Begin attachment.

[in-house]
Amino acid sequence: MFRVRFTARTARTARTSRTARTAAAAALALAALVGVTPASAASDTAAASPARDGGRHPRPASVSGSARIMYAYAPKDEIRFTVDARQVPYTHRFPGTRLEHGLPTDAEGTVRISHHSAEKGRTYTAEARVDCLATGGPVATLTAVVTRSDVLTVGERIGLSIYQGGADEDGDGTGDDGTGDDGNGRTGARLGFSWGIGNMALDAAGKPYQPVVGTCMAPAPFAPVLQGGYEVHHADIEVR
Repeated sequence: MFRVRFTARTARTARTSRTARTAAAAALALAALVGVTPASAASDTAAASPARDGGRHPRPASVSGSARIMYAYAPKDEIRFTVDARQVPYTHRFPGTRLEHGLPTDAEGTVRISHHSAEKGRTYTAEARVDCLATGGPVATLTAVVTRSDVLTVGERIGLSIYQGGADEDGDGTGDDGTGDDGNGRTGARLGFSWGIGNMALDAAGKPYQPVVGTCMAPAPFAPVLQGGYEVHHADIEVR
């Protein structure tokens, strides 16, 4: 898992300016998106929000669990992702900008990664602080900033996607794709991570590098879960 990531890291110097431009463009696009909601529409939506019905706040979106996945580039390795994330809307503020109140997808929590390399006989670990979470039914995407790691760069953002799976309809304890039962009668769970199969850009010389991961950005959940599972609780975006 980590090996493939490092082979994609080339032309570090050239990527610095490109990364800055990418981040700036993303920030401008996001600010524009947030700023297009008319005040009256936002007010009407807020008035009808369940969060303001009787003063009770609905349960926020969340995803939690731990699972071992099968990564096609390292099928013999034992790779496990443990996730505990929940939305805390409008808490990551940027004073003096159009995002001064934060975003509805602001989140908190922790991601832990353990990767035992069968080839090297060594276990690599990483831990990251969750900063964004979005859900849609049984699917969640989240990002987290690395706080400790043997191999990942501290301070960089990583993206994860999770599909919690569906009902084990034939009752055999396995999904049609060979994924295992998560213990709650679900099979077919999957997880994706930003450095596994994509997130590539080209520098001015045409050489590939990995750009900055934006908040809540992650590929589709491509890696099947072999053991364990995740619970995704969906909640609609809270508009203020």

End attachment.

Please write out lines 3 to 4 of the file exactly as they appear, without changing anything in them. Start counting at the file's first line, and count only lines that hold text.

Repeated sequence: MFRVRFTARTARTARTSRTARTAAAAALALAALVGVTPASAASDTAAASPARDGGRHPRPASVSGSARIMYAYAPKDEIRFTVDARQVPYTHRFPGTRLEHGLPTDAEGTVRISHHSAEKGRTYTAEARVDCLATGGPVATLTAVVTRSDVLTVGERIGLSIYQGGADEDGDGTGDDGTGDDGNGRTGARLGFSWGIGNMALDAAGKPYQPVVGTCMAPAPFAPVLQGGYEVHHADIEVR
């Protein structure tokens, strides 16, 4: 898992300016998106929000669990992702900008990664602080900033996607794709991570590098879960 990531890291110097431009463009696009909601529409939506019905706040979106996945580039390795994330809307503020109140997808929590390399006989670990979470039914995407790691760069953002799976309809304890039962009668769970199969850009010389991961950005959940599972609780975006 980590090996493939490092082979994609080339032309570090050239990527610095490109990364800055990418981040700036993303920030401008996001600010524009947030700023297009008319005040009256936002007010009407807020008035009808369940969060303001009787003063009770609905349960926020969340995803939690731990699972071992099968990564096609390292099928013999034992790779496990443990996730505990929940939305805390409008808490990551940027004073003096159009995002001064934060975003509805602001989140908190922790991601832990353990990767035992069968080839090297060594276990690599990483831990990251969750900063964004979005859900849609049984699917969640989240990002987290690395706080400790043997191999990942501290301070960089990583993206994860999770599909919690569906009902084990034939009752055999396995999904049609060979994924295992998560213990709650679900099979077919999957997880994706930003450095596994994509997130590539080209520098001015045409050489590939990995750009900055934006908040809540992650590929589709491509890696099947072999053991364990995740619970995704969906909640609609809270508009203020």